Today's poem is "Firmament"
from Arco Iris

Saturnalia Books

Sarah Vap is the author of Dummy Fire, winner of the 2006 Saturnalia Books Poetry Prize, selected by Forrest Gander. Her second collection, American Spikenard, was the winner of the Iowa Poetry Prize in 2006. Her most recent collection is Faulkner's Rosary, published by Saturnalia Books in 2010. She is currently completing a Ph.D. at the University of Southern California, and lives in Santa Monica.

Other poems by Author Name in Verse Daily:
November 30, 2010:   "Reconcile" "The earliest light we know..."
May 16, 2007:   "Horse-Boat" " there can only be intelligence..."

Books by Sarah Vap:

Other poems on the web by Sarah Vap:
"Solar system bedsheets"
Seven poems
Three poems
Five poems
Three poems

Sarah Vap's Website.

About Arco Iris:

"travelogue, love story, fairy tale, and reportage. Sarah Vap's Arco Iris travels down the rabbit hole to South America. Her speaker visits the graves we've helped dig, and the bright landscapes we've long mined for wonder. She tries to buy absolution in the market, she tries to buy a cup of coffee. She reminds us that we can't tour history, which already owns us, and we can't haggle our way out of bloodshed. Even the gentlest touch leaves a bruise, which bruise is all that keeps us from radically lonesome isolation. Every last longing for human contact becomes a ghost that floats beside. This is the pact made by two people who have never wanted to be wrong or to think anything wrong. This is love. This is the chance to drown each other before we drown in the river."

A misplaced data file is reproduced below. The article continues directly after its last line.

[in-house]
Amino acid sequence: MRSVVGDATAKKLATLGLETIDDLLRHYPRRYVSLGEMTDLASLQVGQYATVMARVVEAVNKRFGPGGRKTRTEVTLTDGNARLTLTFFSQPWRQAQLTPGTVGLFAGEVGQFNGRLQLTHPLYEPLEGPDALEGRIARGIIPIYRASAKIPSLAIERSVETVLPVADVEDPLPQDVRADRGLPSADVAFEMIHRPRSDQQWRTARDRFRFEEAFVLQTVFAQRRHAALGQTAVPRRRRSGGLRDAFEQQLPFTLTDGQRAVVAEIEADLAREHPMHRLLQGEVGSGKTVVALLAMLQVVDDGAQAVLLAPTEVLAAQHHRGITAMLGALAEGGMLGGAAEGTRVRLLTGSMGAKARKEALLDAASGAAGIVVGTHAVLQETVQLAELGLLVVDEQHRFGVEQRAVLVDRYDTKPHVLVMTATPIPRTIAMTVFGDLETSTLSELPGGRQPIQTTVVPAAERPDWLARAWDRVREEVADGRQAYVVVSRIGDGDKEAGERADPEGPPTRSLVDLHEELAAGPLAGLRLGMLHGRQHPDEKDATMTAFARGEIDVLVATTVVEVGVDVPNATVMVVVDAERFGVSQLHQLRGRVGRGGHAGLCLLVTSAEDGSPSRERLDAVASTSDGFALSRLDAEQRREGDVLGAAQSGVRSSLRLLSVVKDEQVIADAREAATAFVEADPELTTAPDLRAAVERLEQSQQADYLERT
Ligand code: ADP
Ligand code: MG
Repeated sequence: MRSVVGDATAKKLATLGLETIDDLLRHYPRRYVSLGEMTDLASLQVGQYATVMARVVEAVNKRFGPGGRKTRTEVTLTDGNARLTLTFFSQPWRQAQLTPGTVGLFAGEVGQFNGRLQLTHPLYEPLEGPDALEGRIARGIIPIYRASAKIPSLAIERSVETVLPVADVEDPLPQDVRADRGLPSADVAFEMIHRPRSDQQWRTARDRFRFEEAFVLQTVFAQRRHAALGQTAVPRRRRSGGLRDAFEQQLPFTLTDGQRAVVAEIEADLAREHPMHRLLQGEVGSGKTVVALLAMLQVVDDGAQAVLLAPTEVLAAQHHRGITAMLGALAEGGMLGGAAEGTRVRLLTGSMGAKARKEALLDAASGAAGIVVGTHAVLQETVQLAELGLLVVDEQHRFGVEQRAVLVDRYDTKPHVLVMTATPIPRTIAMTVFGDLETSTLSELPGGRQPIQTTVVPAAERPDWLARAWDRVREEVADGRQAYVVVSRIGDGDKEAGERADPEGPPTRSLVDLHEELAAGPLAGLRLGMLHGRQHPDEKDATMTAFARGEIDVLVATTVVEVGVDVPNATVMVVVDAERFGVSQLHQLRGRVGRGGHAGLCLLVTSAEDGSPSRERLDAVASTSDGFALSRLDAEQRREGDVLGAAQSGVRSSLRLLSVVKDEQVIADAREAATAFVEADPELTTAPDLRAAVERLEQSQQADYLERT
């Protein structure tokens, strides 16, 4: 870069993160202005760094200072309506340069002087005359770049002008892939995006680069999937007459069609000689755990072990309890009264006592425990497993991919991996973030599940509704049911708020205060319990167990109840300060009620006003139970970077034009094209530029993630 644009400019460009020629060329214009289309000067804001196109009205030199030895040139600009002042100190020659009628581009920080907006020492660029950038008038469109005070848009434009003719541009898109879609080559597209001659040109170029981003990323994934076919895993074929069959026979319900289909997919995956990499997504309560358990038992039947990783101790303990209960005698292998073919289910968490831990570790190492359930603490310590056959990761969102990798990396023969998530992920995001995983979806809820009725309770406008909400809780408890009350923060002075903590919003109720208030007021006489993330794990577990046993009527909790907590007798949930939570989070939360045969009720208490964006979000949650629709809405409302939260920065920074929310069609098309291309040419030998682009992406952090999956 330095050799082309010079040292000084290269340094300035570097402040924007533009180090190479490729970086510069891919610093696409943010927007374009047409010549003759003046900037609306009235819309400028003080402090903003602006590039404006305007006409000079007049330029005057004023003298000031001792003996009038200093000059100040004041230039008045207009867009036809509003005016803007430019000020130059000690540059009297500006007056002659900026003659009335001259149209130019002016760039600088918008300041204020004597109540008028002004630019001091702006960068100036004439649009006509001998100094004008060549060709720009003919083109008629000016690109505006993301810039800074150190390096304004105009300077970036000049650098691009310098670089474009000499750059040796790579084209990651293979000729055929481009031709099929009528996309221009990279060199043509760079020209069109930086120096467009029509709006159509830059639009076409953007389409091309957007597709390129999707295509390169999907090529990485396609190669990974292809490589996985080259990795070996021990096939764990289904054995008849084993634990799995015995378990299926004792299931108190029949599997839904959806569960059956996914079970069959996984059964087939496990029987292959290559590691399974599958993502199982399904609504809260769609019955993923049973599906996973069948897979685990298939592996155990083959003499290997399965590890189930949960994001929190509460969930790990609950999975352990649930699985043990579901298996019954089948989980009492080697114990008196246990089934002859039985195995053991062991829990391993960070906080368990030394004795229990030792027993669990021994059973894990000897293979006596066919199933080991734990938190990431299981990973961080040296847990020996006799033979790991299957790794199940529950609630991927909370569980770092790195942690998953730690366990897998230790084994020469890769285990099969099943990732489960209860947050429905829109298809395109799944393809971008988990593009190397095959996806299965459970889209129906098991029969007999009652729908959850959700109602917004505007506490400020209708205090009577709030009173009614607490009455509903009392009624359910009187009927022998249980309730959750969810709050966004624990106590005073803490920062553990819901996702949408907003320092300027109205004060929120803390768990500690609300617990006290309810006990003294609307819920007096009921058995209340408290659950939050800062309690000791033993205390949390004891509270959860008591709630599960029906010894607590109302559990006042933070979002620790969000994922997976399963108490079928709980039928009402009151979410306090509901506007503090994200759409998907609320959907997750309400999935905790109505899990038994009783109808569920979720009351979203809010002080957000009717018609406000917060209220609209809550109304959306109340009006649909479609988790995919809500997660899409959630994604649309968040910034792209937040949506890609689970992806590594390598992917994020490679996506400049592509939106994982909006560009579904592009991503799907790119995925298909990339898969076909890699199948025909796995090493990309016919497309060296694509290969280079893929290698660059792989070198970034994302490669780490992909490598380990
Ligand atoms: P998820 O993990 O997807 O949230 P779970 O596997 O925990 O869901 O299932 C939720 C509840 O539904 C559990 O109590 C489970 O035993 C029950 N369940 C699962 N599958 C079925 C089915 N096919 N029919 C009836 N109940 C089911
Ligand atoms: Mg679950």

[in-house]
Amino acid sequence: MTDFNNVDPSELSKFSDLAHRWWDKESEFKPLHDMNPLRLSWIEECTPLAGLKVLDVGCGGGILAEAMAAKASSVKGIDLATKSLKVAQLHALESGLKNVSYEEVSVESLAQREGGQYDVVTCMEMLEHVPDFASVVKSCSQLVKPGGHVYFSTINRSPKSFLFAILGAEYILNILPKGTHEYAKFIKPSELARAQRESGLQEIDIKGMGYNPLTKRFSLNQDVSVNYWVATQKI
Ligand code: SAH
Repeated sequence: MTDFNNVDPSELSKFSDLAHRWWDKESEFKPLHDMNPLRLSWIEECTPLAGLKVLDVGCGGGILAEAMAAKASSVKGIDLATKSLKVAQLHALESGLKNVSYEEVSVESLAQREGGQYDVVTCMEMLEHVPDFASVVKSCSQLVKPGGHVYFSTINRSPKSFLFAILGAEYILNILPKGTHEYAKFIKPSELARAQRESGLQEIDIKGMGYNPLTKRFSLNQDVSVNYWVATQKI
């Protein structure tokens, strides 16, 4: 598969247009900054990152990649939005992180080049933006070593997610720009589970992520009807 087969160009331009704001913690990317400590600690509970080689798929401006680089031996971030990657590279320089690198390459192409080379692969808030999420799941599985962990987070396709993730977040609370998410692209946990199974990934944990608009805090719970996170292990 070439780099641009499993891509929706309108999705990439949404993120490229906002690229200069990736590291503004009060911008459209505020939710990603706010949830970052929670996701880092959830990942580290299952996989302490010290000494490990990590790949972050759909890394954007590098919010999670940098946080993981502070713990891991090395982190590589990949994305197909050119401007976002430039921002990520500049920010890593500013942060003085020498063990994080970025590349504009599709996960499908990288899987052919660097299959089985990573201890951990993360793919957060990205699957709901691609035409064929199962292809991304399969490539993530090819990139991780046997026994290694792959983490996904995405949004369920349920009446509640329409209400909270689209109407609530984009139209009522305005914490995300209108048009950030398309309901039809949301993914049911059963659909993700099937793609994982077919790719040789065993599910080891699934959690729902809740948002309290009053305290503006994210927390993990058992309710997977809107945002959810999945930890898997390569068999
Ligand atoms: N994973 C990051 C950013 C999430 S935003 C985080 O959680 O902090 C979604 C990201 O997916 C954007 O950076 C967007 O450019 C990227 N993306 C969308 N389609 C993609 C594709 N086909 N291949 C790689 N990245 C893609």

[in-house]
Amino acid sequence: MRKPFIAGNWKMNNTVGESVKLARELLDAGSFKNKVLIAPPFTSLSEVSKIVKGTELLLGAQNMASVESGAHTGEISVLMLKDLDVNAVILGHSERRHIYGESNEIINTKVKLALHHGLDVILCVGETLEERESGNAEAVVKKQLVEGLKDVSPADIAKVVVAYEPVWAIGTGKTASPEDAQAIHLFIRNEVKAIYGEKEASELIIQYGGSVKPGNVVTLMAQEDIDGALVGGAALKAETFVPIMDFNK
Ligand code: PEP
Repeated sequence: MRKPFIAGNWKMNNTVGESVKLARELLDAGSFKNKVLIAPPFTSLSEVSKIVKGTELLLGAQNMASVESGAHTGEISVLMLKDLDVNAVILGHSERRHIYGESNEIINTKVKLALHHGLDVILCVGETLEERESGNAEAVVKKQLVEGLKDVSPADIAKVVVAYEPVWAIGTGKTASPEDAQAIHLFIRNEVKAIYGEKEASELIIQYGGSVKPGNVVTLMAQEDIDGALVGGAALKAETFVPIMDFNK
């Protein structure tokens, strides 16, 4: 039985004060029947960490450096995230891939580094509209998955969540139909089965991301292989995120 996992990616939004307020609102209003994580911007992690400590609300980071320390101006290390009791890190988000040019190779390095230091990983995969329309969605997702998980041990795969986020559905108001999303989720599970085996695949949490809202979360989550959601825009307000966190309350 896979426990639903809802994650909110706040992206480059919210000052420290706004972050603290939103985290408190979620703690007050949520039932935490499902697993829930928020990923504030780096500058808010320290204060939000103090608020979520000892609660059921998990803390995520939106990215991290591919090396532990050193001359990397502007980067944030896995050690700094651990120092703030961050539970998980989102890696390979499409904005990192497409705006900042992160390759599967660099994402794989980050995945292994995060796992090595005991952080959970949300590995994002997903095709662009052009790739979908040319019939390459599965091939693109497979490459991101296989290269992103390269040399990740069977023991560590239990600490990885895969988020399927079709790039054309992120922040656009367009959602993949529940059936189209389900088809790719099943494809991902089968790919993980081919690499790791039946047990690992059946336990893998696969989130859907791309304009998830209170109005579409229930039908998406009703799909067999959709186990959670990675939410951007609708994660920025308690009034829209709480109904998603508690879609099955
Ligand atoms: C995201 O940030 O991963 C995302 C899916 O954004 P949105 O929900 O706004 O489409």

—Daniella Pafunda

"'We had decided to travel'—so begins Sarah Vap's Arco Iris. But then: 'Everywhere we go, our minds think, we aren't hurting anyone.' This is a book that will make you think—and feel—about consumption, about wandering, about dominance and submission, about memory and haunting. In her narrative about a lovers' trek through South America (by boat, by train, by bus, on foot), Vap explores what it means to be a member of the 'first world' traveling in a rough Eden, tainted by imperialism. This book confounds the personal and the cultural and the spiritual with sexy nuances. True to its title: a rainbow."
—Kathleen Ossip

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